Norfolk hit by ‘tsunami of neglect’ over cannabis: PSB says



Norfolk settlement supervisor says progress is being made

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The Norfolk County Bylaw Enforcement Supervisor reported this week that progress is being made to bring problematic cannabis grow operations to heel.

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Jim Millson told the Norfolk Police Services Board on Wednesday that bylaws staff had handled more than half of known nuisance operations, which he estimated at 124 last year.

To date, Millson said nearly 70 people have received more than 100 charges of rule violations. The Norfolk Provincial Offenses Court imposed more than $100,000 in fines, Millson added, while the court issued 10 cease and desist orders to the producers.

“It’s not a question that we’re not engaged,” Millson said. “I would say we are extremely engaged with our cannabis community. All this with a cannabis investigator and a part-time investigator.

Millson was responding to a delegation led by retired policeman Orval Slack. At the meeting with Slack, concerned Norfolk residents representing all seven wards were present.

As in previous appearances before the Norfolk PSB, Slack said the local response to problematic cultivation operations was woefully inadequate.

At Wednesday’s meeting, Slack urged the Norfolk OPP and Norfolk Council to do more to eliminate this problem. Slack said “Illegal cannabis cultivation equates to guns, gangs, meth, and organized crime.”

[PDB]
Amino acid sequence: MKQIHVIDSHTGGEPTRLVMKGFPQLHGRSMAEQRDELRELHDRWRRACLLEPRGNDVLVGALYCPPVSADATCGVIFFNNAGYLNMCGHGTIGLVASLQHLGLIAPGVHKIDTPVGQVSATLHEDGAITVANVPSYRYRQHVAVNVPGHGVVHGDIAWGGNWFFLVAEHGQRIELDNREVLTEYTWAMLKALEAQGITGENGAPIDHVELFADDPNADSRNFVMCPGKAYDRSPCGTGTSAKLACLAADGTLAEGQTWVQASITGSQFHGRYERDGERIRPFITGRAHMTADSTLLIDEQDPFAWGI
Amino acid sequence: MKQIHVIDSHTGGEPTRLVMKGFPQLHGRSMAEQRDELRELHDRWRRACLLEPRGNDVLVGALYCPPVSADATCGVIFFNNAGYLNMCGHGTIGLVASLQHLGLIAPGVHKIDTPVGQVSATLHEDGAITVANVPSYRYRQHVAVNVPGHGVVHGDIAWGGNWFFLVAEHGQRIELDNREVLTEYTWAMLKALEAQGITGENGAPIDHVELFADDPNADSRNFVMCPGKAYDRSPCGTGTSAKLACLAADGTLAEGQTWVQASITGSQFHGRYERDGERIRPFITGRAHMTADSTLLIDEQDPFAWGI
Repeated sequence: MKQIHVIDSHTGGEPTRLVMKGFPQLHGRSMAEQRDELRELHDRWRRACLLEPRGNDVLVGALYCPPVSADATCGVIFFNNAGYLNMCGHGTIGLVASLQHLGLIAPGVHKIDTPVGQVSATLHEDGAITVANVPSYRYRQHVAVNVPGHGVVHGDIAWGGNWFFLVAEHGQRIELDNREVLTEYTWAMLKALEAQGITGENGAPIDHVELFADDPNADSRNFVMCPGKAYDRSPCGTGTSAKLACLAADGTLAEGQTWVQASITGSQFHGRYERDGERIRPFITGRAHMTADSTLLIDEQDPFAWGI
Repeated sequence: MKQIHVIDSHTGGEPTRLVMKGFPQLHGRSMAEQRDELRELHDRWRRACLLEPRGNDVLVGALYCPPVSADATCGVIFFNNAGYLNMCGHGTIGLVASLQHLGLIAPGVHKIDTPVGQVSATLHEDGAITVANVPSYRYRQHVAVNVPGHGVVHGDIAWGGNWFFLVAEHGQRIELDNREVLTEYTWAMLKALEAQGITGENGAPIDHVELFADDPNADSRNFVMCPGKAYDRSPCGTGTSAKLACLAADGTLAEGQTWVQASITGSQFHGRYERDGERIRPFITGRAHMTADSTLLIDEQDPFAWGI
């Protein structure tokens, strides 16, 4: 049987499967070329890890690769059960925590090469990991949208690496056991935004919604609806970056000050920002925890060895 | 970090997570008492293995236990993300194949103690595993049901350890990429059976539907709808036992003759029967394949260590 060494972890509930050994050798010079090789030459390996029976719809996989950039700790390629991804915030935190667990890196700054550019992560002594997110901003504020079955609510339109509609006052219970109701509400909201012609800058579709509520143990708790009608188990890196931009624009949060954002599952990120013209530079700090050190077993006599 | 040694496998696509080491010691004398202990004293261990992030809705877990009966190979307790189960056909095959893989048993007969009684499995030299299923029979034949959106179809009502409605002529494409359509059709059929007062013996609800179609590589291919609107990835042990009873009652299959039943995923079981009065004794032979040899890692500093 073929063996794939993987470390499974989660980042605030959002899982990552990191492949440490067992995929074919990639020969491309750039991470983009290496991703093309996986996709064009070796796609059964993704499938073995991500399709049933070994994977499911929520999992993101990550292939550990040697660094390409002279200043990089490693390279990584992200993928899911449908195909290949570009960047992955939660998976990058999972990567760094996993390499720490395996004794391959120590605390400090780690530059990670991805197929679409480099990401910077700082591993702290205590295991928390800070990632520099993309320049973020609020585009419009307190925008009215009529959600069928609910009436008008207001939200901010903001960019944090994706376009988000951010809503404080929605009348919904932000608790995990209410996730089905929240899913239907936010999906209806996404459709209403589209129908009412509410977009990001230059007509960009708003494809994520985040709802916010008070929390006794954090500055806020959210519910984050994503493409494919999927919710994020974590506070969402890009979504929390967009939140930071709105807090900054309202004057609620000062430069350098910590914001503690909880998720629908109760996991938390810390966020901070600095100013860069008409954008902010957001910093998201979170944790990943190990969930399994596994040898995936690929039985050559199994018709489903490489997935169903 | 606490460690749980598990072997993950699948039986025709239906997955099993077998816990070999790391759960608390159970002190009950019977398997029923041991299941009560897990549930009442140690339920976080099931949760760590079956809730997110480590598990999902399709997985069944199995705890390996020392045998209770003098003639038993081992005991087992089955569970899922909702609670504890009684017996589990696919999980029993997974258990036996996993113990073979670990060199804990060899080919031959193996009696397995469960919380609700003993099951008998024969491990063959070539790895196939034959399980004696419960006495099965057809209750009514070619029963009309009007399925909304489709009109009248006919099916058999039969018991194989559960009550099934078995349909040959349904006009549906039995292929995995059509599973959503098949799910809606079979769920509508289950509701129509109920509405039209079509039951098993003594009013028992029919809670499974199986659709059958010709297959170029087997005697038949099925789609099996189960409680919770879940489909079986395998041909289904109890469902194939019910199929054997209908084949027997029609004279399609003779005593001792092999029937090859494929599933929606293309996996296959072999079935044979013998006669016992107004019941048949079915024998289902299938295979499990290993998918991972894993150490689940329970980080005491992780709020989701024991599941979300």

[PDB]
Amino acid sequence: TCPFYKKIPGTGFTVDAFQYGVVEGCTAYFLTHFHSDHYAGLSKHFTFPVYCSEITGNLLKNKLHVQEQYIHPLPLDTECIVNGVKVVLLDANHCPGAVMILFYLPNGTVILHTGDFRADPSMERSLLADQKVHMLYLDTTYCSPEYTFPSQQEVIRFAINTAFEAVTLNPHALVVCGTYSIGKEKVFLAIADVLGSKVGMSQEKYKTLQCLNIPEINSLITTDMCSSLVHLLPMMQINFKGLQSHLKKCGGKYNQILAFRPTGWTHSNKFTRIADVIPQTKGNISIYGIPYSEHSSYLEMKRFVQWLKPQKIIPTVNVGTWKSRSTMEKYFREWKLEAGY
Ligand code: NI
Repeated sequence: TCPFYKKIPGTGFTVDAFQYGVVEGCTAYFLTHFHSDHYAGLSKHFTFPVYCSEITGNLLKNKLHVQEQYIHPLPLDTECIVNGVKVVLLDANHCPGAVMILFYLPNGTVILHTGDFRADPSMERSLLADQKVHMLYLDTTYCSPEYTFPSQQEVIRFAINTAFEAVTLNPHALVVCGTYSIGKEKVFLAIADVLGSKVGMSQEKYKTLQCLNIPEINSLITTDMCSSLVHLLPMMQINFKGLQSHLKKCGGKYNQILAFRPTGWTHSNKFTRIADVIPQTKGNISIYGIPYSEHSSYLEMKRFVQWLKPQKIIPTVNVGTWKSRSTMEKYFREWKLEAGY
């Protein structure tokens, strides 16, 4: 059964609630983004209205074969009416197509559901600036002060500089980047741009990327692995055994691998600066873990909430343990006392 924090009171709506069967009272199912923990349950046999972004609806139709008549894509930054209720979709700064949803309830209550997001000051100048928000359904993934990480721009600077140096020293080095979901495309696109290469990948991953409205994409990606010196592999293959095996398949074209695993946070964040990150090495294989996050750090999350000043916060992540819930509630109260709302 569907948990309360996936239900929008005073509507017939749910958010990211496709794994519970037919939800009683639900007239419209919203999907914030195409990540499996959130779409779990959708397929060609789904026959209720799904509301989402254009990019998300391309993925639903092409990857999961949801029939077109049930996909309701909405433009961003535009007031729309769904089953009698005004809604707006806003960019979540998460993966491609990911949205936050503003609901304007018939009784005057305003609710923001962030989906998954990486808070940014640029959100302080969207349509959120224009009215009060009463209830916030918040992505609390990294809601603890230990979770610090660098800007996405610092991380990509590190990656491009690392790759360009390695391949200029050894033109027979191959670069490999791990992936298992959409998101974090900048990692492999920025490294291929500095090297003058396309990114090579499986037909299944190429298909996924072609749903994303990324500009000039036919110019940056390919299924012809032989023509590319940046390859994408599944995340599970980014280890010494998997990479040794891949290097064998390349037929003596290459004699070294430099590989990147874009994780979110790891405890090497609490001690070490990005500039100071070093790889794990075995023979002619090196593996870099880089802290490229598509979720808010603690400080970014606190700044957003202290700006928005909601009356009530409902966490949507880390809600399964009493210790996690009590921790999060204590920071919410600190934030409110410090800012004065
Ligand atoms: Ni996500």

“The fact that organized crime has taken root in Norfolk County on such a large scale should be alarming to every member of Norfolk Council, OPP command staff and every member of this Police Services Board” , said Slack. “It is certainly of great concern to people in Norfolk County.”

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All parties to Wednesday’s discussion agreed that the problem arose several years ago when the Trudeau government passed the Cannabis Act. The aftermath, said PSB member Willy VanHeugten, was “an absolute mess”.

The major problem in Norfolk and elsewhere is the establishment of large legal cannabis farms in the agricultural zone of built-up areas. In recent years, Norfolk County has filed hundreds of complaints about odors, light pollution and safety concerns related to potential criminal activity.

Norfolk County was among the first municipalities in Ontario to tackle the issue of built-up area setback requirements. Greenhouse operations that have air filtration to control odors should be at least 150 meters from sensitive land uses such as homes and schools. Unscreened greenhouses should be at least 300 meters away.

Whatever Norfolk County is doing, Slack said it’s not enough. He noted that between July 1 and October 15, 2020, Ontario police raided 52 cannabis grow operations for alleged violations of the law. Three of those raids took place in Norfolk and Slack says none were initiated by the Norfolk OPP.

Last year, Slack said Ontario police conducted 41 raids, including none in Norfolk. Slack and associates surveyed every municipality in southern and eastern Ontario. While Norfolk recorded up to 124 illegal crops, Slack said the second-highest municipality in the survey reported 18.

“Norfolk County has been hit by a tsunami – a tsunami of neglect to address this problem of illegal cannabis cultivation and has therefore neglected the people of Norfolk,” Slack said.

County Waterford Kim Huffman, PSB vice-chairman, said she would bring Slack’s concerns to the attention of Norfolk Council as soon as possible. Huffman added that she will present a resolution at the April 12 council meeting for the regulation of hoop greenhouses, an increasingly popular and inexpensive place to grow cannabis.

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